Global telecom giant Vodafone on Friday won the 6-year pending case against the Government. The case was filed by the Telecom company in 2014 after the government changed an income tax law with a retrospective effect to lay a liability of around 22,000 crores including interests and penalties. Vodafone has been having an upfront battle against the Income Tax Department and the Government of India for more than 10 years now and finally has won the case to waive off its alleged tax burden.
“Vodafone has finally got justice. The government of India came with a retrospective amendment trying to recover the tax which the Supreme Court had struck down… The tribunal has today said that this action is violative of the bilateral investment treaty,” said Anuradha Dutt who is a managing partner of DMD Advocates who represented Vodafone.
The Vodafone group further added,
“The tribunal held that any attempt by India to enforce the tax demand would be a violation of India’s international law obligations”.
After the ruling came shares of the company ended up trading up 12 percent higher on the National Stock Exchange.
A little Backstory. How it all started?
All this started in 2007 when Vodafone bought a major stake in Hutchison Whampoa after paying $11 billion. This purchase included Hutchison’s assets in India along with its mobile network that was under the name ‘Hutch’. After the sale was completed the government demanded an amount of Rs. 7,990 crores in capital gains and withholding tax from Vodafone.
The government argued that the company should pay it the Tax deducted at Source (TDS) on the transaction with Hutchison Whampoa. Vodafone disputed this argument in the Bombay High Court but didn’t have much luck there as the Court ruled its judgment in favor of the Tax Department of India.
Retrospective Tax Amendment by the Finance Minister
Unsatisfied with the Order, the Company then approached the Supreme court of India. In 2012, the apex court passed an order in favor of the telecom company and stated that the government should not make any claim towards tax or any other fees. Dissatisfied by the court’s judgment the government took a drastic step to validate its claim.
In the financial year 2012-13 the then Finance Minister, the late Pranab Mukherjee, imposed an amendment through the financial act. The amendment inserted two explanations to the existing law and gave the government a right to levy the tax, with a retrospective effect from April 1, 1962. Vodafone argued that the move violated principles of fairness and equality.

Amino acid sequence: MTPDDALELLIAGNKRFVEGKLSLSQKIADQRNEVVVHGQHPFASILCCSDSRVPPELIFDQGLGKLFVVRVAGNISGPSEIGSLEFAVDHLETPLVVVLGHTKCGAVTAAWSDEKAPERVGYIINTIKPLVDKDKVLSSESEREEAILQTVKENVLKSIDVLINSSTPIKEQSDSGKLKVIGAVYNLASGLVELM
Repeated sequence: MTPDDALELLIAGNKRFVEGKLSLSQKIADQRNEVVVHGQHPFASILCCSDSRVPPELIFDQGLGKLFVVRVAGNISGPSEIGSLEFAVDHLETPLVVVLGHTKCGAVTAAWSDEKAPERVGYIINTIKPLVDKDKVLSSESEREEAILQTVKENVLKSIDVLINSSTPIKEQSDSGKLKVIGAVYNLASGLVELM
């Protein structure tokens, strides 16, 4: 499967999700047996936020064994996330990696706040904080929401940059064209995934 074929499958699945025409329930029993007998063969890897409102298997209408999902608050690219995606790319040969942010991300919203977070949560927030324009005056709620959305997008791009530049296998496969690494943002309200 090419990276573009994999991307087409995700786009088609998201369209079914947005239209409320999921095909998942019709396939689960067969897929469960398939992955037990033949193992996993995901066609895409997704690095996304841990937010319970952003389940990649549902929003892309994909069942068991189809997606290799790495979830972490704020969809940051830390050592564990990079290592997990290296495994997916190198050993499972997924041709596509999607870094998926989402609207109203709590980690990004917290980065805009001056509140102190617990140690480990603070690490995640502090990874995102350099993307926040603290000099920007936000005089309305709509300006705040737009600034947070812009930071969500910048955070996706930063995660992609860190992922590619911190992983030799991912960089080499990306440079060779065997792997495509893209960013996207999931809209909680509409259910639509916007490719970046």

The Court’s Final Verdict
An award issued by the Permanent Court of Arbitration reads, “The respondent’s [Government of India] conduct in respect of the imposition on the claimant [Vodafone International Holdings BV] of an asserted liability to tax notwithstanding the Supreme Court judgment is in breach of the guarantee of fair and equitable treatment laid down in Article 4(1) of the Agreement [India-Netherlands BIT], as is the imposition of interest on the sums in questions and the imposition of penalties for non-payment of the sums in questions.”
The court ordered the Government to halt the demand for tax demand along with the interests and penalties further levied. Now the government will also have to reimburse the telecom company for the tax already paid by the company to the government which amounts to around 40 crores. This makes a total of approximately 85 crore rupees that the government will have to pay to the Vodafone group. On failure to do so, it will engage the government’s international responsibility.
Future Implications of the Ruling
Now that Vodafone has won the case against the government and has waived off its tax liability, this comes as a ray of hope for many similar cases filed in many international and national arbitral. One such case includes Cairn Energy, which also deals with retrospective tax claims. For any future references, this judgment by the Permanent Court of Arbitration at The Hague will play a major role.